Abilities are not available to PC - until a subclass is added to the game that grants them. One has to assume that the currently available player-abilities only represent a subset of all the abilities that could potentially be acquired. Otherwise no new classes, subclasses, races, etc could ever be added to the game.
 

tetrasodium

Legend
Supporter
Epic
Maybe yes maybe no. Contrary to some of the earlier claims 3.x did both by including npc classes as an option for the gm to use. 5e in contrast pretty much does neither and just assumes the gm will homebrew something any player feeling slighted can argue over if the gm is even allowed to make an NPC like that before even getting into if the specific choices made for the NPC stats skills & abilities were reasonable.
 

aco175

Legend
I remember first seeing the Redbrand Ruffian statblock in the Phandelvar box set when 5e first came out and thinking they should not get 2 attacks. They only have 3 hit dice. Then I compared it to a fighter or rogue and found it weak since it lacked all the other things PCs get.

1696077441784.png
 


Reynard

Legend
Abilities are not available to PC - until a subclass is added to the game that grants them. One has to assume that the currently available player-abilities only represent a subset of all the abilities that could potentially be acquired. Otherwise no new classes, subclasses, races, etc could ever be added to the game.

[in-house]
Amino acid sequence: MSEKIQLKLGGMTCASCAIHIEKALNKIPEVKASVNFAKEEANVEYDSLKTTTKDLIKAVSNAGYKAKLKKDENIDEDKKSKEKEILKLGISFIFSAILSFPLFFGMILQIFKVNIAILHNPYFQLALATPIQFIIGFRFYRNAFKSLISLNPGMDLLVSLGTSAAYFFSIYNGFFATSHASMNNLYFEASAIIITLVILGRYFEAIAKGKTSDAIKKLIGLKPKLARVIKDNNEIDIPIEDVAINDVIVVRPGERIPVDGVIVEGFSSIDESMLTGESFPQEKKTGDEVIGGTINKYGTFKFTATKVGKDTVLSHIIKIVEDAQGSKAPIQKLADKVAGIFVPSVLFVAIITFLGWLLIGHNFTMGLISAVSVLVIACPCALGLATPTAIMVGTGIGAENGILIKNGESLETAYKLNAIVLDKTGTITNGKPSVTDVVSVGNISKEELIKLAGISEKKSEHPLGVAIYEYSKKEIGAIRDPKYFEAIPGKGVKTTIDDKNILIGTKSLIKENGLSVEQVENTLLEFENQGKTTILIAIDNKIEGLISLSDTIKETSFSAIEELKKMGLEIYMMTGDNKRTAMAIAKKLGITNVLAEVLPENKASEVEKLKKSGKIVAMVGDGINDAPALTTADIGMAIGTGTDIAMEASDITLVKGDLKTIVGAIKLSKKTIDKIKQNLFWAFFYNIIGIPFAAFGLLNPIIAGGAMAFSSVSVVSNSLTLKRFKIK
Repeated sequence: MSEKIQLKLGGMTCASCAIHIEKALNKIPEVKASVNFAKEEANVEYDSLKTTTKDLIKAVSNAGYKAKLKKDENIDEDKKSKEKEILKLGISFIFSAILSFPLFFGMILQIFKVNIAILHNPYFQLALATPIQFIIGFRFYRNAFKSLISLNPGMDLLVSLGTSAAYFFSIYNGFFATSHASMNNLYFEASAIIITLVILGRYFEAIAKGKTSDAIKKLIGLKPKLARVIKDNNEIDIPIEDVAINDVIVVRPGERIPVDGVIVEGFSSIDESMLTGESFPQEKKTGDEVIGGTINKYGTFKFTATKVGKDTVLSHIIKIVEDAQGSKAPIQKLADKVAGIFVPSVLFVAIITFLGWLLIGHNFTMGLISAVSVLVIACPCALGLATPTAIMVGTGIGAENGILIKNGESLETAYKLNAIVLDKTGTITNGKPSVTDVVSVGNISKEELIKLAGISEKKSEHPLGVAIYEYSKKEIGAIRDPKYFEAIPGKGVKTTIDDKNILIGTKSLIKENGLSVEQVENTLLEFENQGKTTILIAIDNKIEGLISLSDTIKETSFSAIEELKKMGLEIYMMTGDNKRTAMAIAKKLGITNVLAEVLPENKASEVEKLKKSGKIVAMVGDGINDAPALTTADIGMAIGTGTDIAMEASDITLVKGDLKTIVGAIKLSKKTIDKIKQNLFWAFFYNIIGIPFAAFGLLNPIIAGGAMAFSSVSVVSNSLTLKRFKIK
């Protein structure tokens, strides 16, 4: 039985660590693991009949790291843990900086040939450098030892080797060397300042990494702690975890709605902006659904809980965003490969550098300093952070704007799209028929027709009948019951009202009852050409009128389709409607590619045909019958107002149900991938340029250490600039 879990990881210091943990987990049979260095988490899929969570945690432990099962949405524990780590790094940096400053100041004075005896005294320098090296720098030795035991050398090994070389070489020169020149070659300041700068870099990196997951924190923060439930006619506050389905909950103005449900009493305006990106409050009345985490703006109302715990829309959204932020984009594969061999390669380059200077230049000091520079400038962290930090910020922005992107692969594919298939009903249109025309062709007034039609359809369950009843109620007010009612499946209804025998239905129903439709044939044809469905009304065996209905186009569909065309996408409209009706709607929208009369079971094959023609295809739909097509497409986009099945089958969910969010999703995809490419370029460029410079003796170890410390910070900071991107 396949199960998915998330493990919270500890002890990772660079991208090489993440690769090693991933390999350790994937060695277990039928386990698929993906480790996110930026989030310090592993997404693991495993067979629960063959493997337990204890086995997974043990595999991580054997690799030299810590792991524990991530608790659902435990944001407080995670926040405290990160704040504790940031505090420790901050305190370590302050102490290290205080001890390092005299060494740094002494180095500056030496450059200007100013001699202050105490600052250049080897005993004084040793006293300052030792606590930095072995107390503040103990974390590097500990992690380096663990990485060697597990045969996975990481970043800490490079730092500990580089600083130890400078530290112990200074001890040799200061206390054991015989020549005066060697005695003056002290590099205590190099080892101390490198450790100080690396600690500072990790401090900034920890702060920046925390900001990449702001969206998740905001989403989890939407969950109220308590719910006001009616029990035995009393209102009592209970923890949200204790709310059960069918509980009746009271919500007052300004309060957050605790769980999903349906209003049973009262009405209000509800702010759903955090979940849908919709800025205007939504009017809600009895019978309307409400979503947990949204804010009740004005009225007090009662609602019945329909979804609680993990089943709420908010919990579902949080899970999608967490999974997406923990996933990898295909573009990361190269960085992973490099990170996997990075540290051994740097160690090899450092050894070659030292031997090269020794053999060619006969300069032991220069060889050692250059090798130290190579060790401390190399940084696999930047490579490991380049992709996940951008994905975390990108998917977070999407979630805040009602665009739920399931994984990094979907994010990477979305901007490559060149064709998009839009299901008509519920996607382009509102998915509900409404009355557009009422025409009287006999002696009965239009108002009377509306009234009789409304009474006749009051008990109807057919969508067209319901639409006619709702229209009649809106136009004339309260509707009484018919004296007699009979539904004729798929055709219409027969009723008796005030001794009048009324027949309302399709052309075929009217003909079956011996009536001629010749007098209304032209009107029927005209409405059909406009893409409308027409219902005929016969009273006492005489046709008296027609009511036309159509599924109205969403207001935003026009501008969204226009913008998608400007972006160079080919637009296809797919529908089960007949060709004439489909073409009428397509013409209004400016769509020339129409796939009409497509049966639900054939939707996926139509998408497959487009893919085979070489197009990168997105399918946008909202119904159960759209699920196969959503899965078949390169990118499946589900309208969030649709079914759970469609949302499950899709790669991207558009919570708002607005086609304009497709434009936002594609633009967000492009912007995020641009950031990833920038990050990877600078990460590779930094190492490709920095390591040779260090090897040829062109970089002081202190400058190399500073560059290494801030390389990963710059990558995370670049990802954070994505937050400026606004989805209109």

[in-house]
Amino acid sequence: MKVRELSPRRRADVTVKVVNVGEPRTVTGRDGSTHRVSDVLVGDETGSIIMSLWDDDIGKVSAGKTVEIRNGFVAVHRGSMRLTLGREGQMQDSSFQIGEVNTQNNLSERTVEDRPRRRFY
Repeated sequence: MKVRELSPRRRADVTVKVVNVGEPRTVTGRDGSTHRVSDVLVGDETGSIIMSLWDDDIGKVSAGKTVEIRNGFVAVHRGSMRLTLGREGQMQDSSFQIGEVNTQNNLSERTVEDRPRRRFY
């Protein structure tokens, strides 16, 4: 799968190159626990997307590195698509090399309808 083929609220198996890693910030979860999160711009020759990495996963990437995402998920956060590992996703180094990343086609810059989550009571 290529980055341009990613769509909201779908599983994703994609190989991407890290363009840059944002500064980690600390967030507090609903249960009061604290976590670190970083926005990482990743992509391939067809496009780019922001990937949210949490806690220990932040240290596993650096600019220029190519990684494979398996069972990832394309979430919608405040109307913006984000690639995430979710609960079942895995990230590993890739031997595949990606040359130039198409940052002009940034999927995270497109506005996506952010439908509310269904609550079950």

It's a really strange thing that the range of what makes a player character is fundamentally defined by the PHB (plus whatever) but the full range of the rest of the world is essentially limitless.

D&D needs a point based PC construction system.
 

delericho

Legend
I don't think they should be build like PCs, but they should have consistent and explicable capabilities - if an NPC Wizard casts fireball, it should have the same effect as when a PC casts the same spell, it should be counterspell-able in the same way, and so on.

(Incidentally, that "consistent and explicable" requirement only applies to those NPCs that are themselves PC-like. An NPC Wizard should about the same as a PC Wizard of the same level, but if the NPC is a bizarre alienist who has been exposed to the undiluted energies of creation, all bets are off!)
 

TwoSix

Dirty, realism-hating munchkin powergamer
I don't care about screwing up balance but I very much do care about screwing up in-setting consistency. Thus, I do my best to make sure my ad-hoc NPCs (and many of them are) still fit within what the char-gen rules allow.
Fortunately, since none of the NPCs in the setting are built according to PC rules, and sometimes even the PCs aren’t built with the PC rules, in-setting consistency is maintained. :)
 

TwoSix

Dirty, realism-hating munchkin powergamer
It's a really strange thing that the range of what makes a player character is fundamentally defined by the PHB (plus whatever) but the full range of the rest of the world is essentially limitless.

D&D needs a point based PC construction system.
Why is it strange? PCs are obviously a bounded subset of what exists within the setting. That’s true of most RPGs.
 

Remove ads

Top